Five mistakes you never ever want to make on stage

Updated to Speaking on May 3, 2023.

Speaking on stage is like surgery. You have one chance to get it right and it’s pretty hard to undo a mistake.

I’ve seen all manner of ways to bomb on stage (I’ve done most myself, purely for research), from reading an entire speech to rude humour (save if for the night club), to being completely off topic. Anyone who’s spent anytime giving speeches – even the pros – will tell you we all bomb sometimes.

Here are five mistakes you should never ever make in a speech:

1. Thanking the host

Thanking the host, the sponsors, the event planner, or your dog is self-serving. Your job is to serve the audience—get on with it. Instead of drooling on ad nauseam, here’s how to kick off your next speech:

  • Jump right into a story. Nothing makes people lean in more than a great story. Make it relate (even slightly) to the problem you are there to fix and you’re off to the races.
  • A bold claim. A speaker I know starts with “Imagine if the next 60 minutes give you exactly what you need to create your best year ever.” I might have doubts, but you got my attention.
  • Tell a joke. This is the riskiest – if you can’t guarantee people will love it, don’t go there.
  • Be controversial. For example, if your talk is about marketing, say you don’t believe in marketing – you believe in relationships. A little shock value will grab your audience’s attention and segue into your topic.

2. Reading your slides

Reading your notes is fine for US Presidents and academics when precise wording in paramount—not so for the unwashed rest of us. Studies have shown that within 24 hours, audiences retain as little as 10% of what you say. I give you five ways to make your speech memorable here. So does it really matter how precise you are with your message?

“Nobody will miss what isn’t there, so don’t worry about including every single point.”

Instead of reading from notes, stay on track with a point-form list and speak to each point. Nobody will miss what isn’t there, so don’t worry about including every single point.

3. Going overtime

Sorry, no excuse for this one. Event planners sweat for months over every agenda detail. When you mismanage your time and chew up 10 minutes of the break, you shortchange the audience on their break and insult the event planner. Don’t allow their last impression of you to be you speaking really really fast and frantically clicking through slides – not good.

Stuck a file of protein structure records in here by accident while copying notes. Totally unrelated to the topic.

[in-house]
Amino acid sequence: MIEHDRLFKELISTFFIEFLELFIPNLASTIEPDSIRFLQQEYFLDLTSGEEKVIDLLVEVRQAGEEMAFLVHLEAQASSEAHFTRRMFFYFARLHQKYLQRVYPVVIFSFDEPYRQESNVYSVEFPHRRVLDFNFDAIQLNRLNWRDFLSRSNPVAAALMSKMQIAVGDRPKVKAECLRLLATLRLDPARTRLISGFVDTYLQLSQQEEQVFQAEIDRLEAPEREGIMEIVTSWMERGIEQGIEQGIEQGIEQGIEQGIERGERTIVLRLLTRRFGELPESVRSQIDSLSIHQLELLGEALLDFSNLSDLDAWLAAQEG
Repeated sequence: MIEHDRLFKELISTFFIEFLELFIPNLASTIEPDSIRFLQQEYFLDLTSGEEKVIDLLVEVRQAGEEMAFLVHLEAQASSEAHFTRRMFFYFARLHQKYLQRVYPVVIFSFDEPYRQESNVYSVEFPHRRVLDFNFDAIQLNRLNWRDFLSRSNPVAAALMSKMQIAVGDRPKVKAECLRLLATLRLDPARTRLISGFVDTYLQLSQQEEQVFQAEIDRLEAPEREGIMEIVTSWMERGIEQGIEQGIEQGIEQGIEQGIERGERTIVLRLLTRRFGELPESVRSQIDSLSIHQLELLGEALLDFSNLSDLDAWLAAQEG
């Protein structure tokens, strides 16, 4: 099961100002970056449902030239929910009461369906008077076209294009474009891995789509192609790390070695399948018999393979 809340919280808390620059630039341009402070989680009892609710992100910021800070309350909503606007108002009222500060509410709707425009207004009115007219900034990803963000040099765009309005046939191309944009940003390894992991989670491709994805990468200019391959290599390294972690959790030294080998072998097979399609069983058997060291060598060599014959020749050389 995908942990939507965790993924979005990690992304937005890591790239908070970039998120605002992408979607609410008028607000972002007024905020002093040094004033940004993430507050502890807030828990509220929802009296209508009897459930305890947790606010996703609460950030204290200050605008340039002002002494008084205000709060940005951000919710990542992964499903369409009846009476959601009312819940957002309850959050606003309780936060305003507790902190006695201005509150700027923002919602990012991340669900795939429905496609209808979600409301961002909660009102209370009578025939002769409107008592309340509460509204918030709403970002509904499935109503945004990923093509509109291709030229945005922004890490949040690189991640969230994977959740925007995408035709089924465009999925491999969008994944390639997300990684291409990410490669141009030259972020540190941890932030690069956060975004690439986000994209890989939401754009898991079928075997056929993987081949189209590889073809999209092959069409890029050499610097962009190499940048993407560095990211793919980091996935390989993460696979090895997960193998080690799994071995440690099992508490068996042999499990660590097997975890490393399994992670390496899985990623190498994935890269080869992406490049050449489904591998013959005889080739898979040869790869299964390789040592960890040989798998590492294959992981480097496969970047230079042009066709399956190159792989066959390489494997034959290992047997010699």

Instead, learn how to use time markers (I mark my notes at the point I have 20 minutes of content to go, so if I start at 8:30 I’ll write 9:10 where I need to be in my notes) and skip slides on the fly.

4. Making it all about you

Stories about sleeping only three hours a day, earned your Ph.D over a long weekend, and parachuting to work after pulling a family of eight from a burning restaurant are all about you. Your goal should be to impress your audience with valuable, relevant solutions they can use, not with exaggerated claims of grandeur.

Use words like ‘you’ and ‘your’ and be there to serve – people can always read about your heroics in your bio. Related post: “Giving a speech? Three sneaky ways to get your audience loving you.”

5. Making the audience squirm

Make your audience uncomfortable and you shut down their ability to learn. The autonomic fight/flight reaction gets sparked, pupils dilate, heart rate increases, and blood leaves the brain – perfect! Meanwhile, you’re trying to teach them something brilliant. Here are five things (to avoid) that make audiences squirm:

  • announcing it’s going to be interactive
  • asking for a show of hands: “Who here has to admit they’re a pretty bad listener?” (who wants to admit they’re a poor listener?)
  • walking through the audience talking into the microphone about delegates you meet (I’ve seen this happen and it’s unpleasant, at best)
  • asking for a volunteer from the audience. Instead, meet people ahead of time and then ask them if they would volunteer.
  • blaming the audience. It’s great to talk, in general, about gaps in personal or corporate performance, but once you start mentioning names, or talking about specific campaigns, or departments, you’ve crossed the line.

Avoiding these five mistakes won’t (sorry) automatically make you a superstar on stage. But, at least you won’t bomb.